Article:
I, for one, am still on the track of the so - called "Brackersfelder Knopmetz" (See another post), a short dagger or knife native to the region I live in which is said by many to have legendary metallurgical and artificial properties.
here. The knife in question looks as if it were single-edged, has a "Knop" (pommel) and was often made with precious mountings. The "dehhen" presumeably was double-edged. The photo above shows a "Hauswehr" (home-defence) in the middle and a utility design very common in the North of Germany, albeit with very precious handle materials. The knife to the left is typical of the "Holbein" variety. If you compare it to the "Brackersfelders Knopmetz" in the article you can see several similarities. Crucial to the Knopmetz is therefore:
-a long, small, single-edged blade (whether the long ricasso is characteristical, remains to be examined)
-an ornamental crosspiece
-a pommel (hence the name)
-a special steel alloy which is due to the alloy resulting from the iron ore found in the mines around Breckerfeld, which I estimate as containing iron, a high carbon content, and manganese and silicium. This steel was said to have superior characteristics, to an extent that there was a legal affair in 1490 concerning the faking of the Breckerfeld sigil marker on steel that actually came from the Siegerland region. It is quite obviously stated in the documents in the city archive of Breckerfeld that the Siegerland steel (which was renowned in the entire known world in 1490 for its quality) was inferior by far to the quality of steel smelted in Breckerfeld. Which leads me to the question, what would a bladesmith regard as superior in 1490?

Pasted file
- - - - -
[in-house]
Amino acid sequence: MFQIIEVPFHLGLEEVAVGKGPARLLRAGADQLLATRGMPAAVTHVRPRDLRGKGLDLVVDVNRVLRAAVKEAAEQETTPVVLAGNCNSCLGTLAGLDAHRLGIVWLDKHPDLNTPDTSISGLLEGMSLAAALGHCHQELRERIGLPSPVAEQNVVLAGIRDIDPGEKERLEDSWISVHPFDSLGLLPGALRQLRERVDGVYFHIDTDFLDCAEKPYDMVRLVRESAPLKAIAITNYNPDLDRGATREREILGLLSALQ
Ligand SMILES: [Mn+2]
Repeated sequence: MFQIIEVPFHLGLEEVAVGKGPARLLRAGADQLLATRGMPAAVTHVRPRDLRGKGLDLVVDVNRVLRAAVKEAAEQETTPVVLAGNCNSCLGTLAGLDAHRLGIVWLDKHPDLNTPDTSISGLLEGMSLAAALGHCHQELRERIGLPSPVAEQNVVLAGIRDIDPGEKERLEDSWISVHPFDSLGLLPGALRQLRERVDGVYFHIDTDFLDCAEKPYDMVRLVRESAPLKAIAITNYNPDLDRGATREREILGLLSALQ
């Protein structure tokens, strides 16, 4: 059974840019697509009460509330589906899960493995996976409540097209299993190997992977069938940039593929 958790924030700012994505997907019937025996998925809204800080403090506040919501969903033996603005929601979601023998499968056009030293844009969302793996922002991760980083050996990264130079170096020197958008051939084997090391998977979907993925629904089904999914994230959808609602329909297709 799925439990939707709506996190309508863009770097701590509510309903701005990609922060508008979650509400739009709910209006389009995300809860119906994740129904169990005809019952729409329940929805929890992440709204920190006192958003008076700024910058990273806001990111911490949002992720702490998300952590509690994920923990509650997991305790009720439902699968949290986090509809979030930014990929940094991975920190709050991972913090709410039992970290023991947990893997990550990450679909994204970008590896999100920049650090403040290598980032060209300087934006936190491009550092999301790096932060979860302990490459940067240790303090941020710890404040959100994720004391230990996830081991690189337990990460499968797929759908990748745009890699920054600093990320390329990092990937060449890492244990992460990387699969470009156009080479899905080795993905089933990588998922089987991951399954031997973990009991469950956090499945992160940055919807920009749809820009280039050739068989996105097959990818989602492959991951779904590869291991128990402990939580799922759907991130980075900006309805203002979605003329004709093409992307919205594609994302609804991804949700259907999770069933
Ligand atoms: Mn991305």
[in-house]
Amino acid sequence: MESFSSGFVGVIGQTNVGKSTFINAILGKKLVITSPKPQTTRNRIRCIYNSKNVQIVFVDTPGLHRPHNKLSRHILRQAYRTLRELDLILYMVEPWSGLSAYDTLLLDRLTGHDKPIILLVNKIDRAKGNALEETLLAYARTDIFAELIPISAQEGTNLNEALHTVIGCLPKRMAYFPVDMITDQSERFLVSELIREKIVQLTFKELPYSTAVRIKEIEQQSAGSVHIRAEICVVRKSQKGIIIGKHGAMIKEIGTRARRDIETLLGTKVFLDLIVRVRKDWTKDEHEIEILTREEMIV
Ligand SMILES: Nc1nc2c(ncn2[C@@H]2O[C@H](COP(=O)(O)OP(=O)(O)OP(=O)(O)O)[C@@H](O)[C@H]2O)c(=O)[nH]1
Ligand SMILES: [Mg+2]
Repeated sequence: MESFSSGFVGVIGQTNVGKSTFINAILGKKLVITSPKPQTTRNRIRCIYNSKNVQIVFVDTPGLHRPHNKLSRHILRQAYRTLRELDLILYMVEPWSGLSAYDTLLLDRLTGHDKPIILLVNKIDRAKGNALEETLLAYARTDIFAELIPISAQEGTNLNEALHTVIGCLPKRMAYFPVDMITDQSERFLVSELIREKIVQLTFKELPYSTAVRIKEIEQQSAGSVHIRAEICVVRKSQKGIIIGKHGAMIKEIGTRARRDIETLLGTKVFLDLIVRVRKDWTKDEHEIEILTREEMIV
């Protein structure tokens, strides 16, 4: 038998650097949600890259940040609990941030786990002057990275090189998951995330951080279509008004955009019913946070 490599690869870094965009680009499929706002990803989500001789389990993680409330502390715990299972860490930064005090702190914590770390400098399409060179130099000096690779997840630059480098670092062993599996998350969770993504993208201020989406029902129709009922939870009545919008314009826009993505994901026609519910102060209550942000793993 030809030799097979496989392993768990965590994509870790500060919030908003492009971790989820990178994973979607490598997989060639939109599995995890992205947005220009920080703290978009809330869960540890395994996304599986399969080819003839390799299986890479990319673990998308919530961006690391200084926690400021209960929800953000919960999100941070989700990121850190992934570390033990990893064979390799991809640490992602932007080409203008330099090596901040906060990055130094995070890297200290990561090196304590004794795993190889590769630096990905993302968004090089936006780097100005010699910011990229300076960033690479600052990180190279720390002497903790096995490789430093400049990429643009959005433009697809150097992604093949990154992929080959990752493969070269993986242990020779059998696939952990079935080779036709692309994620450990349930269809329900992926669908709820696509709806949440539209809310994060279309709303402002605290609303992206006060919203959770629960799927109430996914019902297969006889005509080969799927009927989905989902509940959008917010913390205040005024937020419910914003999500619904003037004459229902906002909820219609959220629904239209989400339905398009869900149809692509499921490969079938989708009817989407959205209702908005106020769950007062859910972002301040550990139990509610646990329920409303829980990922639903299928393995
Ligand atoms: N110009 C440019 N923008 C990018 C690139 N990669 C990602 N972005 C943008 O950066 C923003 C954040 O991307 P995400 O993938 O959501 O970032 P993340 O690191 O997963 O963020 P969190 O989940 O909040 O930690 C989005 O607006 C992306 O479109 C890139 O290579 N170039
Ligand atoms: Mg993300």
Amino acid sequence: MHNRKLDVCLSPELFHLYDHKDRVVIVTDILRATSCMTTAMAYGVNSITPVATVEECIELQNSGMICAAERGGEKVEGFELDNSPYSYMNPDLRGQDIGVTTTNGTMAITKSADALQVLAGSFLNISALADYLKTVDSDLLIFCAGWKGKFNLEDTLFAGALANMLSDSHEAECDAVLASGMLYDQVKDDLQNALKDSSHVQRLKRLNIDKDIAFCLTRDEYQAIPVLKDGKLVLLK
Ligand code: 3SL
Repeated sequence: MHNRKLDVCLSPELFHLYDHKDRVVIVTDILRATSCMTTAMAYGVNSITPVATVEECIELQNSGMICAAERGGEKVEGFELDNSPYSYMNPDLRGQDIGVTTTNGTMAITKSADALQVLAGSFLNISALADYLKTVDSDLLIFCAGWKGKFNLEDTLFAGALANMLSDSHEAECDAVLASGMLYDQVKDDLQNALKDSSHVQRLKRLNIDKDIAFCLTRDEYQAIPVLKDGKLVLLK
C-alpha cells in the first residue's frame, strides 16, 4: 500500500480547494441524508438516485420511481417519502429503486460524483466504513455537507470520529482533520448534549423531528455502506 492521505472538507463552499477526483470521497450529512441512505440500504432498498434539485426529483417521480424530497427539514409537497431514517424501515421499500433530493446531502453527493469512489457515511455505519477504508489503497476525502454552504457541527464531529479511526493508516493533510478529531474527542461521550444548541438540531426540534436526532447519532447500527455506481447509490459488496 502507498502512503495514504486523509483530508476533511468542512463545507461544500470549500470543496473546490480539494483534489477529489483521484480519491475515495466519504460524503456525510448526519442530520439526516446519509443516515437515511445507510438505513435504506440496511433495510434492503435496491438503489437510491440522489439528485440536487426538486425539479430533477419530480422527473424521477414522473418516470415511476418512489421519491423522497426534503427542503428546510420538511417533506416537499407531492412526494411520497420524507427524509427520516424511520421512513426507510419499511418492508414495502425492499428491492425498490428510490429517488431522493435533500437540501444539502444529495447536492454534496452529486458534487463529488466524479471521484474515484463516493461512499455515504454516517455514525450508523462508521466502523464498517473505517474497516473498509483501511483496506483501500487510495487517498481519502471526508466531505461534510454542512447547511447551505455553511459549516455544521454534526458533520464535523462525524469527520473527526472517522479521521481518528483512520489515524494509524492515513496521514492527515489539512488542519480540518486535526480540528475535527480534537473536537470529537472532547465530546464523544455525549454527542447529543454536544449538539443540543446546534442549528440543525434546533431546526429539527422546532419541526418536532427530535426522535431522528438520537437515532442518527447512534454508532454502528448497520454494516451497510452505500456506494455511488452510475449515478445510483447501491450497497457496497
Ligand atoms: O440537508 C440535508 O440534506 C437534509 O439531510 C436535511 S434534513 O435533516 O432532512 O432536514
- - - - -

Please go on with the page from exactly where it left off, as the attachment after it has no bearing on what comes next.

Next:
I guess there are two facets of the question. A steel that was at the same time taking a good temper as well as retaining a high amount of flexibility was rare, but since the excellent experimental replica of the Ulfberht swords we can quite safely assume that while the crucible steel smelting process might not be commonplace in the medieval ages, there might have been smiths still knowing the how - to in 1490. Many Frankish swords have been suspected to be made from crucible steel. Refined crucible steel is one way to achieve a blade that is taking a high temper as well as maintaining an amazing amount of flexibility. Having had the privilege to work with historical (pre-1920) tool steel, I can say the mechanical properties are quite amazing and maybe even up to par with the famed Wootz or the Russian or Turmenian Pulad. My theory now is that the Brackersfelders Knopmetz actually was made from a variety of steel that was similar to Wootz. It could be, since Breckerfeld was a Hanse community then, and the Hanse traded throughout Europe and, over small factories in Russia, maybe even from Asia, that the technology was transferred from Russia, if it were not known in the region in the first place. You can find quartzite in the vicinity of Breckerfeld, this might have been used as a cooling medium, and, in the process, added Silicium to the alloy. The iron ore found seems to be often "contaminated" with Manganese, which, when smelted and refined, would make for a steel with properties similar to modern 1.2842 or spring steel. There´s still much to investigate, and there´s a goopd thing!
As I might have illustrated, if you are interested in historical developments of arms and cutlery alike, this is the place;-).
Visit this museum, it´s well worth it;-)...